pg 10 – Figures such as Robert faurisson are able to appeal to extremes in denying the excesses of the past, for they may turn either to hyperbolic neopositivism that demands absolute verification to establish the mere existence of gas chambers or to equally exaggerated relativism and constructivism that affirm the ultimately fictive, subjective nature of all narrative and interpretive schemas

General Jewish German Connection

 

General

31 people from Europe and 29 from USA – 64 overall

Overall all 31% have a personal connection to the Holocaust with 69% not

14 Jewish with majority having a connection to the Holocaust

whilst 5 Germans in the survey all with no personal connection to the holocaust

those who had personal connections with the holocaust 52% were Relatives and 24 % were Family Friends. 24% other

Majority of people believe Historical knowledge of the Holocaust was more important than Remembering Jewish Heritage. (including Jewish people, Jewish heritage ranked 2nd) Same with German Residence

CAMP

50/50 split on visiting concentration camps, reflective at the overall but also with people with personal connections with the holocaust. 1/3 of jewish people have been. All of German Participants have visited a camp

most people agreed ( and Jewish) that the Camp does not overexpose imagery that trivialise the holocaust and agreed that the camp evokes an emotional response to the visitor. (Germans had divided view on whether imagery trivialised the holocaust) Personal connection had the highest ranking emotional response.

Would you suggest any improvements to the Concentration Camp Tour ?

Majority of the people felt the tours at Auschwitz although informative was rushed and felt much like a tourist attraction.

It very much depends on the particular camp and its location. Many of the photographs on display in Dachau, for example, are very graphic compared to other former camps. In terms of Plaszow, I also think there should be better signage around the site. There are sites in the four corners of the former camp stating the history of the site, but you still see dog walkers, joggers, children running around etc. which I find uncomfortable.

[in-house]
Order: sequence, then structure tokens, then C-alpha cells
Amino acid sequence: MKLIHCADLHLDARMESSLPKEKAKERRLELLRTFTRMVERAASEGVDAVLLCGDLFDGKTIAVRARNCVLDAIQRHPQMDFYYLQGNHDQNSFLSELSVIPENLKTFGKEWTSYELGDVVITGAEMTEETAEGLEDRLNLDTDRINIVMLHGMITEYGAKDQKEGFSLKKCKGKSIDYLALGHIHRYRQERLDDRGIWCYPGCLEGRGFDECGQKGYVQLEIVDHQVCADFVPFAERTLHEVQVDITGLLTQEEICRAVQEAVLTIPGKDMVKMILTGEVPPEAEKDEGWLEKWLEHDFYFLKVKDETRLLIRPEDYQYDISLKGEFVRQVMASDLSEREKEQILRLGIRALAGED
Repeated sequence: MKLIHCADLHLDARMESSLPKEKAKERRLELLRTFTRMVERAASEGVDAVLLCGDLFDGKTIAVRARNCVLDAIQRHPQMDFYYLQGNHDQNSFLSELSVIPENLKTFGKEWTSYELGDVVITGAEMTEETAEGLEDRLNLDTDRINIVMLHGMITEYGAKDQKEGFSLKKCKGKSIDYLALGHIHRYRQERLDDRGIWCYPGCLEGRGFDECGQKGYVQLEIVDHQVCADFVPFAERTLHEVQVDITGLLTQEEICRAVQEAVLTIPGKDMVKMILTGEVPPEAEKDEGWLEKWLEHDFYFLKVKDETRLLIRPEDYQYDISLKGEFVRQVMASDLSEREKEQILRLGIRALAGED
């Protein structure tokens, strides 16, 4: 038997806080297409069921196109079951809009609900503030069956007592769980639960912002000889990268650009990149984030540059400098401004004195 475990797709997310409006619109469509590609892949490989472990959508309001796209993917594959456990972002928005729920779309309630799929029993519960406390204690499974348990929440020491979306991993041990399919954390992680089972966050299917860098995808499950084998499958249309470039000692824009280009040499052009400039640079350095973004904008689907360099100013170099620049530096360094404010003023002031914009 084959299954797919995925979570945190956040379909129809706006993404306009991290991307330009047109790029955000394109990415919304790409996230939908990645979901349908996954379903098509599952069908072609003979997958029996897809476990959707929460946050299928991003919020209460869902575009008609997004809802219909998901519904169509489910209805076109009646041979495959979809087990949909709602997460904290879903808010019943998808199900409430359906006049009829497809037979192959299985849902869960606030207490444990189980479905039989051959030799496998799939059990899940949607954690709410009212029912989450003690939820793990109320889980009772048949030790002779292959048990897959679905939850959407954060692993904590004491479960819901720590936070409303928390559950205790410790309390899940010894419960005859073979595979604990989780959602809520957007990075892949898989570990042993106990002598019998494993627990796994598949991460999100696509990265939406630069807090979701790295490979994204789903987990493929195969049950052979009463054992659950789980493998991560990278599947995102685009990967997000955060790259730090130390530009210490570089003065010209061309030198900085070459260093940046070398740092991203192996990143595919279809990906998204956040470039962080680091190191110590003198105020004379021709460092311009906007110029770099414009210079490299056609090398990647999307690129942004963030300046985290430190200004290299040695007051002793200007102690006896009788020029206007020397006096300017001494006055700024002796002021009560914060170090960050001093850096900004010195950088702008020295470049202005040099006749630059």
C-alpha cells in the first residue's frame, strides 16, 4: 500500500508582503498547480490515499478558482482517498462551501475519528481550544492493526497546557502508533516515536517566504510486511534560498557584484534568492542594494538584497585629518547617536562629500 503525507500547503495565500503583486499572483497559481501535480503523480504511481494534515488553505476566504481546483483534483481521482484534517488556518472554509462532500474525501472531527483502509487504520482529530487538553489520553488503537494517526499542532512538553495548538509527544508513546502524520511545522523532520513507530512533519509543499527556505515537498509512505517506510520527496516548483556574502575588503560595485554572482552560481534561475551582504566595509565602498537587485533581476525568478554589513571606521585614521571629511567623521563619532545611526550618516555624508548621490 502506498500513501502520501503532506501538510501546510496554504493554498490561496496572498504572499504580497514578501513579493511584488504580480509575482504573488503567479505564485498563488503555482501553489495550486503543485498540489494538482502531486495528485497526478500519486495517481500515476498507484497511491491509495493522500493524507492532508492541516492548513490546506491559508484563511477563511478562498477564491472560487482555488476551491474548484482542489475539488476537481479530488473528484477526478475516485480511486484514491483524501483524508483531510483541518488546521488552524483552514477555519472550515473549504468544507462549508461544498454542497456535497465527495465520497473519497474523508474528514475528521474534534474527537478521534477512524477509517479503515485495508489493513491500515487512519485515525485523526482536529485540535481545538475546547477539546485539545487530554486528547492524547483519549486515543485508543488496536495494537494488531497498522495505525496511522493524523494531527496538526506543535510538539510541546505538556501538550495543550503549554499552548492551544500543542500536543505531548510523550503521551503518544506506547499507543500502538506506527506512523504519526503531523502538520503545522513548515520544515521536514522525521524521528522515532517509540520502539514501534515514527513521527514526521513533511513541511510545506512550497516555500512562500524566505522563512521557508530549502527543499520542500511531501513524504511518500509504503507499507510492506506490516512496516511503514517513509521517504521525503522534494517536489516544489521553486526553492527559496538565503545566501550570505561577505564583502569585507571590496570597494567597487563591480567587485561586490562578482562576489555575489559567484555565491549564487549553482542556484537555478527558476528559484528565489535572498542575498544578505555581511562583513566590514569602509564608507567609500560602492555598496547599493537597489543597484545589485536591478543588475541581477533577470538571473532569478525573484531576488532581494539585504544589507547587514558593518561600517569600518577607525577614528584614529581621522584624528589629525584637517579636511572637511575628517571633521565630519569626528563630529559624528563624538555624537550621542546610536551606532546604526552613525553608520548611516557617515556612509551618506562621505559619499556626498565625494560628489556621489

Museums

Overall 61% have visited museums , 39% not.

What Main factors should be represented in a memorial/museum

Believe Factual information is the most important and a place for tourist being the least important. Interestingly A place where visitors can experience the history of the Holocaust on their own terms is very low on importance. (in general and personal connection)

For the Jewish community Memorials to the victims is a big factor, A place where visitors can experience the history of the holocaust on their own terms is at the lowest.

German  people most think that it should be a place where visitors can experience the history Holocaust on their own terms and Memorials to the victims was ranked the most important with tourist attract being the least

 

What should Holocaust memorials be like

Majority of the answers to how architecture should be portrayed is simple , respectful and influence by the area represented (personal connection , Germany ).

Jewish community is very much Jewish incline wanting memorials to be like yad vashem Jewish and to honor the memory of those who died.

“Thought provoking & contemporary but not so abstract as to effect comprehension. A lot of memorials suffer because no one knows what they are memorialising. (Germany’s memorial/skate park) is a example of this, also the memorial in Hyde park which is incredibly hard to locate. The museum architecture at Yad Vashem I find particularly powerful as the entrance section on pre war Jewish life is literally hanging on a precipice , and the other end post liberation leaves you looking out over Israel. ”